Empirical Essays on Bias-motivated Behaviour
This dissertation is a collection of three papers. Each paper constitutes a chapter. Each chapter empirically examines an aspect of bias-motivated behavior in the United States.
The first chapter studies the impact of penalty enhancement statutes by state legislatures on the incidence of hate crimes in the United States. Penalty enhancements may deter crime, however, the passing of such laws may also increase awareness among law enforcement officials and increase arrests. Using administrative data on hate crimes and a difference-in-differences method that leverages state-level variation in the introduction of legislation, this paper does not find a significant effect of the state enactment of penalty enhancement statutes on hate-crime incidence rates.
The second chapter examines whether election timing and election outcomes affect the incidence of crimes motivated by hate and intolerance. Using administrative data and a difference-in-differences design that compares election with non-election years, I show that hate crimes increase by an average of 28 percent in the three weeks around a US presidential election. This effect is larger in recent presidential elections and when there is no incumbent candidate. Second, using a similar design and cross-state variation in the timing of gubernatorial elections, I find no evidence that these state-level elections affect hate-crime incidence. Third, using regression-discontinuity designs based on vote counts, I find that the number of hate crimes is not affected by presidential or gubernatorial election outcomes.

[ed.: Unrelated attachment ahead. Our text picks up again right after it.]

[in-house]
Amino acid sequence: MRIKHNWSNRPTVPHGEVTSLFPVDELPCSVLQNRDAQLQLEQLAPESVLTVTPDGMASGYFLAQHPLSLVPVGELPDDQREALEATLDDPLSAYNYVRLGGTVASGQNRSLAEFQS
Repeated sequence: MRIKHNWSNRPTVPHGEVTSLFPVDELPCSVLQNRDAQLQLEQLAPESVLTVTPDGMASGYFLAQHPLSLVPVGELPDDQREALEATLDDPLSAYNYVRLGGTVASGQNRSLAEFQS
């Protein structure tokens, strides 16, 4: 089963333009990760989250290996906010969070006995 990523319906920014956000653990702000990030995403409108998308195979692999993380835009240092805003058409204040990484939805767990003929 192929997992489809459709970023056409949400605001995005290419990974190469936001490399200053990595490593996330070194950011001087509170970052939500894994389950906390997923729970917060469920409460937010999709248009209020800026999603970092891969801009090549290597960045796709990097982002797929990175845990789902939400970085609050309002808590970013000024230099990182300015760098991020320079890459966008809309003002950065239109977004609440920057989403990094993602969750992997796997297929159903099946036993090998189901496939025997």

The third chapter studies the impact of presidential and gubernatorial election timing on the level of toxicity present on social media platforms such as Twitter. Together with Sameer Borwankar, I empirically determine the extent to which the toxicity of Twitter content changes during election times as compared to non-election times. We randomly sample Twitter users and collect all tweets made by this sample around election time. We use a difference-in-differences identification leveraging election and non-election years. We further focus on toxic content that is motivated by political polarization and examine various bias-motivation categories that come up in this content as well as the variation in the intensity of toxicity between national and local election times.
- Doctor of Philosophy
- West Lafayette